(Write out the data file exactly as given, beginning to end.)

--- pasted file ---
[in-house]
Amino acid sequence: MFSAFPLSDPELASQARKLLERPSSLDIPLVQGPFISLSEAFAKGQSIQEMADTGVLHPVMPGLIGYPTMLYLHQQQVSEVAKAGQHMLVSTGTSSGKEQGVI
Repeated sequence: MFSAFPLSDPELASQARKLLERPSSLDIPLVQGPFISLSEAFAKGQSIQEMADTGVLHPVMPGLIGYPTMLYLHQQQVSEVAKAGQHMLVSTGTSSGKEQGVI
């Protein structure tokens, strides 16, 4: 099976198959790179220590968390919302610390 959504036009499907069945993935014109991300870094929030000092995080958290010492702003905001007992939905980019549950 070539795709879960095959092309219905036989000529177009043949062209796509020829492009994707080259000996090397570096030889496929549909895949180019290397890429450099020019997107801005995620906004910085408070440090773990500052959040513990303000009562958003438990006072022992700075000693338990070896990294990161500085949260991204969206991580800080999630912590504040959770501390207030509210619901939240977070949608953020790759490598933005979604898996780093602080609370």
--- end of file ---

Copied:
[in-house]
Amino acid sequence: MFSAFPLSDPELASQARKLLERPSSLDIPLVQGPFISLSEAFAKGQSIQEMADTGVLHPVMPGLIGYPTMLYLHQQQVSEVAKAGQHMLVSTGTSSGKEQGVI
Repeated sequence: MFSAFPLSDPELASQARKLLERPSSLDIPLVQGPFISLSEAFAKGQSIQEMADTGVLHPVMPGLIGYPTMLYLHQQQVSEVAKAGQHMLVSTGTSSGKEQGVI
């Protein structure tokens, strides 16, 4: 099976198959790179220590968390919302610390 959504036009499907069945993935014109991300870094929030000092995080958290010492702003905001007992939905980019549950 070539795709879960095959092309219905036989000529177009043949062209796509020829492009994707080259000996090397570096030889496929549909895949180019290397890429450099020019997107801005995620906004910085408070440090773990500052959040513990303000009562958003438990006072022992700075000693338990070896990294990161500085949260991204969206991580800080999630912590504040959770501390207030509210619901939240977070949608953020790759490598933005979604898996780093602080609370």